Double Digging: Preparing the soil by systematically digging an area to the depth of two shovels.

Epidermis: The outer most layer of cells of the leaf and of young stems and roots.

Evergreen: A plant that never loses all of its leaves at one time.

Fan Leaves: They are the largest leaves of the cannabis plant that gather the most available light.

Fertilizer: A plant food, which when complete should contains all three of the primary elements -N.P.K.

Floret: A Small flower.

Flower: Seed producing structure of a plant.

Foliar Feeding: Fertilizer applied in liquid form to the plant's foliage in a fine spray.

Four Twenty: (4:20), the time of day that is okay to start smoking. Fungicide: A compound toxic to fungi.

Gall: Swelling of plant cells.

Ganja: Term for pot derived from India but associated also with pot from Jamaica.

Genotype: The genetic constitution of an individual, esp. as distinguished from the phenotype; the whole of the genes in an individual or group.

Germinate: The process of the sprouting of a seed. Glabrous: Smooth, no hairs present.

Glands: Refers to resin producing part of the cannabis plant. Glandular: Bearing glands.

Grafting: The uniting of a short length of stem of one plant onto the rootstock or stem of a different plant. Grass: A very common term for cannabis.

Habitat: Natural setting where a plant grows. Usually refers to a specific plant community.

Hash/Hashish: Compressed Cannabis Resin.

Hemp: This is the stalk and stems produced from the cannabis plant that are used to make fabrics.

Herb: Another term used loosely to refer to cannabis. Hermaphrodite: A trait of a plant where both the male and female flowers are located on the same plant. HID: High Intensity Discharge light system. Hookah: A large water pipe from India.

Host: A plant that is invaded by a parasite and from which the parasite obtains its nutrients.

HPS: A high Pressure Sodium Light.

Humus: The brown or black organic part of soil resulting from the partial decay of leaves and other matter.

Hybrid: The offspring of two plants of different species or varieties of those species.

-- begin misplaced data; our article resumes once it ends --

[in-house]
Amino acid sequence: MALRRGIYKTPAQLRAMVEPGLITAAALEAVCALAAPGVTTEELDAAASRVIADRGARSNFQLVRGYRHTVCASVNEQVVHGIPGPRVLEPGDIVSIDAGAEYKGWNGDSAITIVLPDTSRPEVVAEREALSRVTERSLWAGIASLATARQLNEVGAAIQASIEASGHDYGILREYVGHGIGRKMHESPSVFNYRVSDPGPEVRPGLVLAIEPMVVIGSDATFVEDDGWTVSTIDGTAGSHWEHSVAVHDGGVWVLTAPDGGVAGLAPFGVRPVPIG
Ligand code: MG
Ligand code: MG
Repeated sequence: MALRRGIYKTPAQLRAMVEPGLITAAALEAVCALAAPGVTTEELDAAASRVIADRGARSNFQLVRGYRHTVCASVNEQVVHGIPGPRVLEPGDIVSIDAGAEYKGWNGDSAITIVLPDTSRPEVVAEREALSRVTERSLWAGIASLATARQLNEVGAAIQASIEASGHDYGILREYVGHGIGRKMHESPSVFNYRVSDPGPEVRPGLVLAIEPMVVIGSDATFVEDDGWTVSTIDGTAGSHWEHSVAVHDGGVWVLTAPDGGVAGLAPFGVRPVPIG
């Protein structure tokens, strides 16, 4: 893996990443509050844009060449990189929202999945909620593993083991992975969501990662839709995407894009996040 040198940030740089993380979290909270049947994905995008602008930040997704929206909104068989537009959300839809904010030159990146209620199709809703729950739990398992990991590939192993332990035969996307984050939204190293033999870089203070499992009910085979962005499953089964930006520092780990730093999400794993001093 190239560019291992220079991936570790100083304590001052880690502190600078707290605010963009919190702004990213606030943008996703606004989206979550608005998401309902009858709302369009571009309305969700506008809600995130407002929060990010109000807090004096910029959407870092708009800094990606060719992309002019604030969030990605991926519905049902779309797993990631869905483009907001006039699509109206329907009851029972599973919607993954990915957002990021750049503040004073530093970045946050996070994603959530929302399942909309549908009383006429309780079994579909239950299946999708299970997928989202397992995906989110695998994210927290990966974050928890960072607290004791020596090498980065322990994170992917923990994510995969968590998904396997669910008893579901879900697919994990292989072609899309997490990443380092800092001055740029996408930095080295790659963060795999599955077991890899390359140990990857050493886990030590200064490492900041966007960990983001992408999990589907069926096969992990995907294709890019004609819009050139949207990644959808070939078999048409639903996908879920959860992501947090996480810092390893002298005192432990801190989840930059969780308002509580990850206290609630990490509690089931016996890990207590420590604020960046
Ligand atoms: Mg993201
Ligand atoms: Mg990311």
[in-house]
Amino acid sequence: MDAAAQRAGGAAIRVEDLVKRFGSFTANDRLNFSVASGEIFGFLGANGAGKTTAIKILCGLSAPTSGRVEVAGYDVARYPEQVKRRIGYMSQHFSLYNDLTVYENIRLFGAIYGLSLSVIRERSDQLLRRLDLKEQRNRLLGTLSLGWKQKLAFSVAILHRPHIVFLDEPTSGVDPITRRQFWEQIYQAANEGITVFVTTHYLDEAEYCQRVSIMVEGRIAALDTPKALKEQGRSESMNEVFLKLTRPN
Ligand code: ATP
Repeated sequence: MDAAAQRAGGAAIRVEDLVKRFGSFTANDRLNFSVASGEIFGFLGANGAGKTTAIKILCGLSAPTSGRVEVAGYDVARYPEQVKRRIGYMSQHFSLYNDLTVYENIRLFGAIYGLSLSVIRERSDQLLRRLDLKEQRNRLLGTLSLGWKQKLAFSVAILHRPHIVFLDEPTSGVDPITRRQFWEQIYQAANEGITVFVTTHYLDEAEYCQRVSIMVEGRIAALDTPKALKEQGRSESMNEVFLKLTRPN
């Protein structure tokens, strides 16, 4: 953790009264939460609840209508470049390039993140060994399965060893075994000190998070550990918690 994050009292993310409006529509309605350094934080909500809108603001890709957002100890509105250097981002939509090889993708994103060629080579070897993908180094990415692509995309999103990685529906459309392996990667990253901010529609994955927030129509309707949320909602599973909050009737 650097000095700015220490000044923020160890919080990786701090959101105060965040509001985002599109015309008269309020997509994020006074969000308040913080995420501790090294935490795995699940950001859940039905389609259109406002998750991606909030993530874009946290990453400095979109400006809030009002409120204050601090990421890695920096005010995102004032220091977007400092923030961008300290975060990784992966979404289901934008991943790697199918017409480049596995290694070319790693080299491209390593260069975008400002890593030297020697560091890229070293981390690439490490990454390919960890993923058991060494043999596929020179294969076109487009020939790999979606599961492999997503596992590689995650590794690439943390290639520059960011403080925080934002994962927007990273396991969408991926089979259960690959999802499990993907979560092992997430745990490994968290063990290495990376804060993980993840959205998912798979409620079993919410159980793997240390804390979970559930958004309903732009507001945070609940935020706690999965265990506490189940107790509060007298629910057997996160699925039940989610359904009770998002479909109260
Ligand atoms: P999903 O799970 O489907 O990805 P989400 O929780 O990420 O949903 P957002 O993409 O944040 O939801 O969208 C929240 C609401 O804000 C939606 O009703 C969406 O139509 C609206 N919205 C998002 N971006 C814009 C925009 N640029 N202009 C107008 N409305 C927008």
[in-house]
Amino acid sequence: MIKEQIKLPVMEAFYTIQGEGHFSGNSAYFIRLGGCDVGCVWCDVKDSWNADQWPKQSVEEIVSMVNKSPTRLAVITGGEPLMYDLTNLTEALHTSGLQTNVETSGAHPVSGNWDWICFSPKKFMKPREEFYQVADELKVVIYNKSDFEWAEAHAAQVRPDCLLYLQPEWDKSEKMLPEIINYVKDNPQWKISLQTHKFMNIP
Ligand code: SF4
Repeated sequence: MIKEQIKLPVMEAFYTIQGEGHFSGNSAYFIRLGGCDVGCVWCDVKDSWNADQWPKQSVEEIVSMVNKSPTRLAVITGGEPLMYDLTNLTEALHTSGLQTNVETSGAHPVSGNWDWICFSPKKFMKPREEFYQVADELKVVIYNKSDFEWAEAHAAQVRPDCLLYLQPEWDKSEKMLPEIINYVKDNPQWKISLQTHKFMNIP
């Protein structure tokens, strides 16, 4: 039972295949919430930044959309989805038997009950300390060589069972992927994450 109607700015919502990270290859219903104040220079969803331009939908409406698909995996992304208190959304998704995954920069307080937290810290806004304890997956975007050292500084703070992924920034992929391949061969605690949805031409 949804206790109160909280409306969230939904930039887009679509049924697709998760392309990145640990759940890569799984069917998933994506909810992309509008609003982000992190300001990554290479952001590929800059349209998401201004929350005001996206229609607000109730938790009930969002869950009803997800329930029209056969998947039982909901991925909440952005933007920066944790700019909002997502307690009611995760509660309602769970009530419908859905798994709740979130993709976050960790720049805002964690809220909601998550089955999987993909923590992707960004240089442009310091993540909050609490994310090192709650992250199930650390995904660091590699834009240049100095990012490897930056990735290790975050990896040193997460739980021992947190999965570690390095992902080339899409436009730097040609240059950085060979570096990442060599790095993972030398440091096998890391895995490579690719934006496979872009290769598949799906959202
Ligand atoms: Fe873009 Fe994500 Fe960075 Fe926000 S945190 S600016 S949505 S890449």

Hydroponics: The science of growing plants in mineral solutions or liquid, instead of in soil.

Indica: A species of cannabis plant.

Infection: The formation of a parasite within or on a host plant.

Infectious Disease: A disease that is caused by a pathogen which can spread from a diseased to a healthy plant.

Inflorescence: The flower cluster of a plant.

Inoculum: The pathogen or its parts that can cause infection.

Internode : The distance between branches along the stem.

Joint: A cannabis cigarette.

Kief: A term from Morocco used to explain a fine grade of quality Skuff.

Lateral: Referring to side(s) of the plant structure.

Leaching: The removal or loss of excess salts or nutrients from soil.

Leaflet: Segment of a compound leaf.

Leafy: Having numerous leaves.

Lesion: An area of diseased tissue, normally with a change in color. Linear: Resembling a line; long and narrow and of uniform width. Also refers to uniform growth.

Loam: A rich soil composed of clay, sand and organic matter.

Lobe: A major expansion or bulge-like shape , as at the margin of a leaf or petal.

Lumen: A scientific measurement for luminosity from a light source.

Manure: Organic matter , usually the excrement of an animal such a horse which is used as a rich fertilizer.

Margin: The edge generally of a leaf.

Marijuana: Another term for cannabis.

Mary Jane: A codeword for marijuana.

MH: Metal Halide light system.

Micronutrients: Mineral elements that are needed by some plants in very small quantities.

Mildew: A powdery growth on the plant's surface. Mother: A selected mother plant kept for its vigor or likable characteristics by the grower. It is used for cloning and breeding. Mottle: Refers to irregular patterns on the leaf of light and dark areas like blotches.

Mutation: A change in genetic material brought about by an abnormal influence such as radiation.

Native: A plant that occurs and grows naturally in a specific region or locality.

Necrosis: A necrosis is dead tissue on areas of the plant. Nematicide: A chemical compound that kills nematodes. Nematode: Microscopic wormlike animals that live in water or soil or as parasites of plants and animals.

Node: Position on a stem from which one or more structures (especially branches) arise.

NPK: Abbreviation for nitrogen (N), phosphate (P), and potassium (K), the three primary nutrients for plants.

Oil: Refers to cannabis resin when it is not in a solid state. Organic: This refers to a method of gardening utilizing only materials derived from living things and not man made chemicals. Osmosis: The process by which a solvent passes through a semipermeable membrane into a region of greater solute concentration, so as to make the concentrations on the two sides more nearly equal.

Paraquat: A defoliant used to kill the cannabis plant around the world. Parasite: An organism living on or in another living organism (host) and obtaining its food from the latter. Pathogen: An entity that can incite disease.

Peat moss: The partially decomposed remains of various mosses. Used as a substrate.

Peduncle: The stalk of a flower or of a flower cluster. Perennial: Living for more than two years or growing seasons. Perianth: The floral envelopes; collectively the calyx and corolla, especially when they are alike.

Perlite: A form of obsidian consisting of vitreous globules expandable by heating and used for insulation but in our case it is used as a plant growing medium. Petiole: Leaf stalk.